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Biophys J. 2016 Apr 12;110(7):1670-8. doi: 10.1016/j.bpj.2016.03.009.

Shape Transformations of Epithelial Shells.

Author information

1
Department of Chemical and Biological Engineering, Princeton University, Princeton, New Jersey; Lewis-Sigler Institute for Integrative Genomics, Princeton University, Princeton, New Jersey.
2
Laboratoire de Mécanique des Solides, École Polytechnique, Centre National de la Recherche Scientifique, Université Paris-Saclay, Palaiseau, France.
3
Department of Chemical and Biological Engineering, Princeton University, Princeton, New Jersey; Program in Applied and Computational Mathematics, Princeton University, Princeton, New Jersey.
4
Department of Chemical and Biological Engineering, Princeton University, Princeton, New Jersey; Lewis-Sigler Institute for Integrative Genomics, Princeton University, Princeton, New Jersey. Electronic address: stas@princeton.edu.

Abstract

Regulated deformations of epithelial sheets are frequently foreshadowed by patterning of their mechanical properties. The connection between patterns of cell properties and the emerging tissue deformations is studied in multiple experimental systems, but the general principles remain poorly understood. For instance, it is in general unclear what determines the direction in which the patterned sheet is going to bend and whether the resulting shape transformation will be discontinuous or smooth. Here these questions are explored computationally, using vertex models of epithelial shells assembled from prismlike cells. In response to rings and patches of apical cell contractility, model epithelia smoothly deform into invaginated or evaginated shapes similar to those observed in embryos and tissue organoids. Most of the observed effects can be captured by a simpler model with polygonal cells, modified to include the effects of the apicobasal polarity and natural curvature of epithelia. Our models can be readily extended to include the effects of multiple constraints and used to describe a wide range of morphogenetic processes.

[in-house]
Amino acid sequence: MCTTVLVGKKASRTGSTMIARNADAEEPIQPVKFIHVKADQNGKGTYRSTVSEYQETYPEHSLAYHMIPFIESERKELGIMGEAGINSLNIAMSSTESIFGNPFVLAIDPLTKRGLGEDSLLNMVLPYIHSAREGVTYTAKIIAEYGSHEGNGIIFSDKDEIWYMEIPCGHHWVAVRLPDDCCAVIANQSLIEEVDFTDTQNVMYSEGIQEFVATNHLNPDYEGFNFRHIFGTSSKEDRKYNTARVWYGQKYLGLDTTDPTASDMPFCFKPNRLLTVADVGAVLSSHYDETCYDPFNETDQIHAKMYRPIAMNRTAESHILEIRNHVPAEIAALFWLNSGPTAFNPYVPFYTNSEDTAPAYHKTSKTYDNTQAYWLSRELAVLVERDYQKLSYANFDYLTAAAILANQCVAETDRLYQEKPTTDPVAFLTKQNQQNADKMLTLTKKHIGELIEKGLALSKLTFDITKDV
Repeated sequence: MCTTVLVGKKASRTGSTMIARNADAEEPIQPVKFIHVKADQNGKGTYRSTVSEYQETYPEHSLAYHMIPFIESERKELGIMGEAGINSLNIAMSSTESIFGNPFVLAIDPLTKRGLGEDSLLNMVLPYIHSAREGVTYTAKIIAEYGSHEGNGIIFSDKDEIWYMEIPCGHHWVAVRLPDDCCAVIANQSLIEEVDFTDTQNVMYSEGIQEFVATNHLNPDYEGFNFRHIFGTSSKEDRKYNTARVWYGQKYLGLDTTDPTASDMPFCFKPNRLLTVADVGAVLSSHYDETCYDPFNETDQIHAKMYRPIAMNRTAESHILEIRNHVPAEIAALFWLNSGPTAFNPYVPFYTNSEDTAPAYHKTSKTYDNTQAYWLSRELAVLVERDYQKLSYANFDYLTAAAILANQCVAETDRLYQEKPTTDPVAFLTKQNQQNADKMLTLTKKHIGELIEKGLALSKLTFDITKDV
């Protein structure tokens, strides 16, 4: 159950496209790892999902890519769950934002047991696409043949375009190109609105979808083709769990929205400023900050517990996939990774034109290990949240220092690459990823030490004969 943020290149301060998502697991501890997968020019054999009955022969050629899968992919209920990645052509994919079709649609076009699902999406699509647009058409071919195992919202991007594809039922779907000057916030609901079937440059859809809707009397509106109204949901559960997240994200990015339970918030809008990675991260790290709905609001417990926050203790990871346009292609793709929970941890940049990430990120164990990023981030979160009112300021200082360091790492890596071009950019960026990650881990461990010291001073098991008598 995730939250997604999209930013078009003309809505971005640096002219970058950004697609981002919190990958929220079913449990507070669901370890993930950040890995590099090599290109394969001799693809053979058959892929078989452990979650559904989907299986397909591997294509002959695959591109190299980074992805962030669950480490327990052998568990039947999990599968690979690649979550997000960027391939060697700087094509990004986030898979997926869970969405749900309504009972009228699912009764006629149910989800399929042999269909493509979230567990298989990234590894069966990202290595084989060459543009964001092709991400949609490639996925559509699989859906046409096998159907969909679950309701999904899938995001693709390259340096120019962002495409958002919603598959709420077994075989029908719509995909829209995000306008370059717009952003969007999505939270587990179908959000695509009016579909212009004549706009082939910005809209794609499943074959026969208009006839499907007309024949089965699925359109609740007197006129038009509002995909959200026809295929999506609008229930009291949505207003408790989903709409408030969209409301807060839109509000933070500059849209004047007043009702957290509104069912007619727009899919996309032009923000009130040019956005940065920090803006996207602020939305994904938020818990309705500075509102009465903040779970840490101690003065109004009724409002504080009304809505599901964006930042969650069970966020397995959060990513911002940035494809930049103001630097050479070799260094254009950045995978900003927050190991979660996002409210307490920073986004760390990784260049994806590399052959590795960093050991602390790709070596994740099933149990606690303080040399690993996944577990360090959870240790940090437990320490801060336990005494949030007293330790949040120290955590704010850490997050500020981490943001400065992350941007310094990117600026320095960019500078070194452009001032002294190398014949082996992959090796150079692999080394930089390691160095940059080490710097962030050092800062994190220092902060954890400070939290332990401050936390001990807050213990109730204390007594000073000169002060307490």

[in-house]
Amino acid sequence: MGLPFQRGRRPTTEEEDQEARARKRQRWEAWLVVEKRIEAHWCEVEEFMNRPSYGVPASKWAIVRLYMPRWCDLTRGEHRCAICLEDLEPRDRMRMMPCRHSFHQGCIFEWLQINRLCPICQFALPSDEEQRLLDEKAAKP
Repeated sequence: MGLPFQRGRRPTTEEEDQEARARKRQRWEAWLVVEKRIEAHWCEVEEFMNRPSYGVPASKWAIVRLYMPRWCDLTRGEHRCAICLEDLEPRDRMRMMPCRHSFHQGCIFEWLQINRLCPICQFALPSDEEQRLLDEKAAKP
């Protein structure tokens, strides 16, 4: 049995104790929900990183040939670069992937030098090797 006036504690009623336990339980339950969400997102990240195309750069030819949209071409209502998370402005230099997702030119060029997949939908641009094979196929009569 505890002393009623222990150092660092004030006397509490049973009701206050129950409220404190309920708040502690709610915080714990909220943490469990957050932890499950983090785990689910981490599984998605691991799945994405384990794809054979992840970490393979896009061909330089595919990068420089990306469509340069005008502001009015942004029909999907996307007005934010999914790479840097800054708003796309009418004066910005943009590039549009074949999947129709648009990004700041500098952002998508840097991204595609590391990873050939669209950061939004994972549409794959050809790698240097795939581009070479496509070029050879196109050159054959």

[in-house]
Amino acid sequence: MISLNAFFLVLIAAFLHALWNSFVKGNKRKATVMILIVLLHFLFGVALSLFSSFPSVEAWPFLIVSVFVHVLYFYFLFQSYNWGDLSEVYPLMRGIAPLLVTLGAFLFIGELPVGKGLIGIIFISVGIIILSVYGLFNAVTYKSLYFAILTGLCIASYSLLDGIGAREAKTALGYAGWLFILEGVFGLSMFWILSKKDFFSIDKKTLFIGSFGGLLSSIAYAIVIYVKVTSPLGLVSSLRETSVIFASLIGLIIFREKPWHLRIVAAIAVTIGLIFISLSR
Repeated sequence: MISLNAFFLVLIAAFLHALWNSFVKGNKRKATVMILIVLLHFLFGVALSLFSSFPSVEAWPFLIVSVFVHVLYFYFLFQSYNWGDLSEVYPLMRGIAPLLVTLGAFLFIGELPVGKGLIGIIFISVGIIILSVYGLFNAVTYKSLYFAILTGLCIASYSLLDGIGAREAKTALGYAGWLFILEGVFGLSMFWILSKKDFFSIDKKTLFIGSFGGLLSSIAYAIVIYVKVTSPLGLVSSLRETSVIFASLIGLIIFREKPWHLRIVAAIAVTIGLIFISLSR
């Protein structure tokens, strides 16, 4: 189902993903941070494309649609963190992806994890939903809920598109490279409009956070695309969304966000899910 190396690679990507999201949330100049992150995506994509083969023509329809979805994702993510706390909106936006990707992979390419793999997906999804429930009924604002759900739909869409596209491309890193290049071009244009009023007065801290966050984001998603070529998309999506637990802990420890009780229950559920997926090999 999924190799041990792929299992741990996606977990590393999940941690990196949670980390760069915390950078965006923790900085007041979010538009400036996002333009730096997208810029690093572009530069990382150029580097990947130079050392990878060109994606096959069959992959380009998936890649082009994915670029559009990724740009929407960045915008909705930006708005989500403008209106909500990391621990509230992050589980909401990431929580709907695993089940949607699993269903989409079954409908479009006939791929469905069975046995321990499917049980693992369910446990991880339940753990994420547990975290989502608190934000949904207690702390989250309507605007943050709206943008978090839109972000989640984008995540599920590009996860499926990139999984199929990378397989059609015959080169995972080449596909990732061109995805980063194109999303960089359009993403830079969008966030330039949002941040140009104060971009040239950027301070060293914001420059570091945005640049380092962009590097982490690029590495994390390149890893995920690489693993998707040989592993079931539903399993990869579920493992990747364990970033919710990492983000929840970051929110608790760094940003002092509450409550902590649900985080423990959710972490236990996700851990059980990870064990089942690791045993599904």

PMID:
27074691
PMCID:
PMC4833838
[Available on 2017-04-12]
DOI:
10.1016/j.bpj.2016.03.009
[Indexed for MEDLINE]
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